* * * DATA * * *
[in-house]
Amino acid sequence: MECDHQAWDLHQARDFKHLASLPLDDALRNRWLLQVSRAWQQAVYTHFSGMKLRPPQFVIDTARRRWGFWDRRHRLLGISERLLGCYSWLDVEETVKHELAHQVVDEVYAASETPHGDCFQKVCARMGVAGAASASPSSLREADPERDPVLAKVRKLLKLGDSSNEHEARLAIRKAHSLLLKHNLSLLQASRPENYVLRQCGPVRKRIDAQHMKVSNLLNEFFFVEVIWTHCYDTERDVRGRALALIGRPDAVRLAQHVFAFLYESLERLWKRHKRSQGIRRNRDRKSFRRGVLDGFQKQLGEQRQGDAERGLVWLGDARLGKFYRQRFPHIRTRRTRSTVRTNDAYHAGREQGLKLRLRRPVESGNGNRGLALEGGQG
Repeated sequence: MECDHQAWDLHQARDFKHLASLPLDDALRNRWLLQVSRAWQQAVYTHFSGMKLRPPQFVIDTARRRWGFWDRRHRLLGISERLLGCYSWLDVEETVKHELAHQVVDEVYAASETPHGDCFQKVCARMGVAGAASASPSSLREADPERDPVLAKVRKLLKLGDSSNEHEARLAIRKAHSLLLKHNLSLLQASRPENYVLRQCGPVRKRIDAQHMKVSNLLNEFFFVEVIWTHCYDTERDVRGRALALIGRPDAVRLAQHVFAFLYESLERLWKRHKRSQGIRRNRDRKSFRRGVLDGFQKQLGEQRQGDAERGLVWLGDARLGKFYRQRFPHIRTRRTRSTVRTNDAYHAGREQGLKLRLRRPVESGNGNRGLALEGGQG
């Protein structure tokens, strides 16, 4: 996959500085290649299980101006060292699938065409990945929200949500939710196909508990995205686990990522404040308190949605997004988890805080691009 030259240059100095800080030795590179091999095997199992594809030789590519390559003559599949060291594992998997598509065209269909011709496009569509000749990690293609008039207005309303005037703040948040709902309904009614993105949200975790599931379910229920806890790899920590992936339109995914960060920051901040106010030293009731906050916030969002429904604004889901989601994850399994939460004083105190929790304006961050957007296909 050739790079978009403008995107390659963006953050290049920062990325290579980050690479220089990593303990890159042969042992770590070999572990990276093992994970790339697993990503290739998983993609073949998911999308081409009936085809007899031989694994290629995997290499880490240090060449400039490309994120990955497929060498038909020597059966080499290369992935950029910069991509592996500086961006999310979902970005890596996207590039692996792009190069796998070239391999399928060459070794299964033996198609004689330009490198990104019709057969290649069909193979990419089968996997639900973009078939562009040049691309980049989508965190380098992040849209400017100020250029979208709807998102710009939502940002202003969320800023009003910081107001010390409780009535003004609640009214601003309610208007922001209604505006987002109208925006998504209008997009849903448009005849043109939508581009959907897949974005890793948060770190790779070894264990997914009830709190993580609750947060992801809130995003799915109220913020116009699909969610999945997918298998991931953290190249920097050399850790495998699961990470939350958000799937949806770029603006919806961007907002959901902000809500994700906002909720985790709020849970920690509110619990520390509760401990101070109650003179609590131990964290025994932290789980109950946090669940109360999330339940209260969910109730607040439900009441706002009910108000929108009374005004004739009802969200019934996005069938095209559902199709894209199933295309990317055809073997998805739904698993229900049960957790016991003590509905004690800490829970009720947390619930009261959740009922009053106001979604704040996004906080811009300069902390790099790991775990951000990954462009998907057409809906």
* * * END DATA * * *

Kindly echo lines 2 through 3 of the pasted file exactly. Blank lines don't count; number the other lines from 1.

Amino acid sequence: MECDHQAWDLHQARDFKHLASLPLDDALRNRWLLQVSRAWQQAVYTHFSGMKLRPPQFVIDTARRRWGFWDRRHRLLGISERLLGCYSWLDVEETVKHELAHQVVDEVYAASETPHGDCFQKVCARMGVAGAASASPSSLREADPERDPVLAKVRKLLKLGDSSNEHEARLAIRKAHSLLLKHNLSLLQASRPENYVLRQCGPVRKRIDAQHMKVSNLLNEFFFVEVIWTHCYDTERDVRGRALALIGRPDAVRLAQHVFAFLYESLERLWKRHKRSQGIRRNRDRKSFRRGVLDGFQKQLGEQRQGDAERGLVWLGDARLGKFYRQRFPHIRTRRTRSTVRTNDAYHAGREQGLKLRLRRPVESGNGNRGLALEGGQG
Repeated sequence: MECDHQAWDLHQARDFKHLASLPLDDALRNRWLLQVSRAWQQAVYTHFSGMKLRPPQFVIDTARRRWGFWDRRHRLLGISERLLGCYSWLDVEETVKHELAHQVVDEVYAASETPHGDCFQKVCARMGVAGAASASPSSLREADPERDPVLAKVRKLLKLGDSSNEHEARLAIRKAHSLLLKHNLSLLQASRPENYVLRQCGPVRKRIDAQHMKVSNLLNEFFFVEVIWTHCYDTERDVRGRALALIGRPDAVRLAQHVFAFLYESLERLWKRHKRSQGIRRNRDRKSFRRGVLDGFQKQLGEQRQGDAERGLVWLGDARLGKFYRQRFPHIRTRRTRSTVRTNDAYHAGREQGLKLRLRRPVESGNGNRGLALEGGQG